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Showing items 1 through 9 of 6.
  1. Library Resource
    January, 2002
    Philippines, Eastern Asia, Oceania

    How can the process of tropical deforestation be controlled? We now know a good deal about the causes of deforestation but not its control. Research from the University of Leeds in Thailand and the Philippines fills this gap, showing that changes in the domestic political scene explain how deforestation processes have been controlled in the two countries. Environmental constraints and increases in agricultural productivity can curb the demand for farmland to some extent.

  2. Library Resource
    January, 2002
    Indonesia, Eastern Asia, Oceania

    Latest report from Friends of the Earth's Coporates Campaign looking at linkages between financial institutions, pulp and paper manufaturers and paper merchants in forest destruction. The report focuses on the activities of Asia Pacific Resources International Holding Ltd (APRIL) - one of the worlds largest pulp and paper companies - and their subsidiary operations in Sumatra.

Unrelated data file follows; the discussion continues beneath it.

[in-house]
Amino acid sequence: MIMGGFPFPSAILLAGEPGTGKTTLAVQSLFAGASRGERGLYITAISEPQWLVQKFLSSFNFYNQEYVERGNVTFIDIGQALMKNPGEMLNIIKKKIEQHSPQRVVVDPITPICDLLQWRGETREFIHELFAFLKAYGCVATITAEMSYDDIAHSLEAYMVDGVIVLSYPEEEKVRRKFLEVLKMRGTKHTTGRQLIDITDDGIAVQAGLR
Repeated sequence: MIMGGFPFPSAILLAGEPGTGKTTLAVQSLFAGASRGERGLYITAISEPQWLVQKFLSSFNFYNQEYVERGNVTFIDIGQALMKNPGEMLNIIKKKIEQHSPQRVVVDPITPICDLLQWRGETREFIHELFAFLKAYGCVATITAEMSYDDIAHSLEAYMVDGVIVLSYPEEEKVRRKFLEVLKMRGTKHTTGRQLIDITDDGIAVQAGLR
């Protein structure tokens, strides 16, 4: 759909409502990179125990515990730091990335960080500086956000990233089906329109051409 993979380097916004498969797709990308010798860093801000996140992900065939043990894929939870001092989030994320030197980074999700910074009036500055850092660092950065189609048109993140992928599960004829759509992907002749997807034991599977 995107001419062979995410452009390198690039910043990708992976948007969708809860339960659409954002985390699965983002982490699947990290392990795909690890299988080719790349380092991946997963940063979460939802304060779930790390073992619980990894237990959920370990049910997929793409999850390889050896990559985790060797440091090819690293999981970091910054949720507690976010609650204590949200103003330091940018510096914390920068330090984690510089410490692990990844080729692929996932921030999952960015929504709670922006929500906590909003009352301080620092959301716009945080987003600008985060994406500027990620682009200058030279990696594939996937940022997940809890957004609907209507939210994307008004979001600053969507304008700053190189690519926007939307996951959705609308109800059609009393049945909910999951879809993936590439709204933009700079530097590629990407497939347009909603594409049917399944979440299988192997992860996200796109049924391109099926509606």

3. Library Resource
    January, 2002

    Over the last 25 years a range of management ‘tools’, including zoning plans, permits, education, and more recently management plans, have been applied to regulate access and to control and mitigate impacts associated with human use of the Great Barrier Reef Marine Park GBRMP.A multiple-use zoning approach provides high levels of protection for speci c areas whilst allowing reasonable uses, including certain shing activities, to continue in other zones. Zoning has long been regarded as a cornerstone of Marine Park management,

  4. Library Resource
    January, 2002
    China, Thailand, Oceania, Eastern Asia, Southern Asia

    What factors motivate developing countries to prevent deforestation, which can cause serious environmental damage, such as flooding? Do democratic states take action more effectively than authoritarian states?

  5. Library Resource
    January, 2002
    Indonesia, Eastern Asia, Oceania

    Joint report from Forest Watch Indonesia, World Resources Institute and Global Forest Watch. It provides a detailed analysis of the scale and pace of change affecting Indonesia’s forests. The report concludes that the doubling of deforestation rates in Indonesia is largely the result of a corrupt political and economic system that regards natural resources as a source of revenue to be exploited for political ends and personal gain.

  6. Library Resource
    January, 2002
    Cambodia, Oceania, Eastern Asia

    This report examines evidence of illegal logging that Global Witness has submitted to the Royal Government of Cambodia as part of the Forest Crimes Monitoring and Reporting Project and reviews the action and inaction of the government in each of the cases

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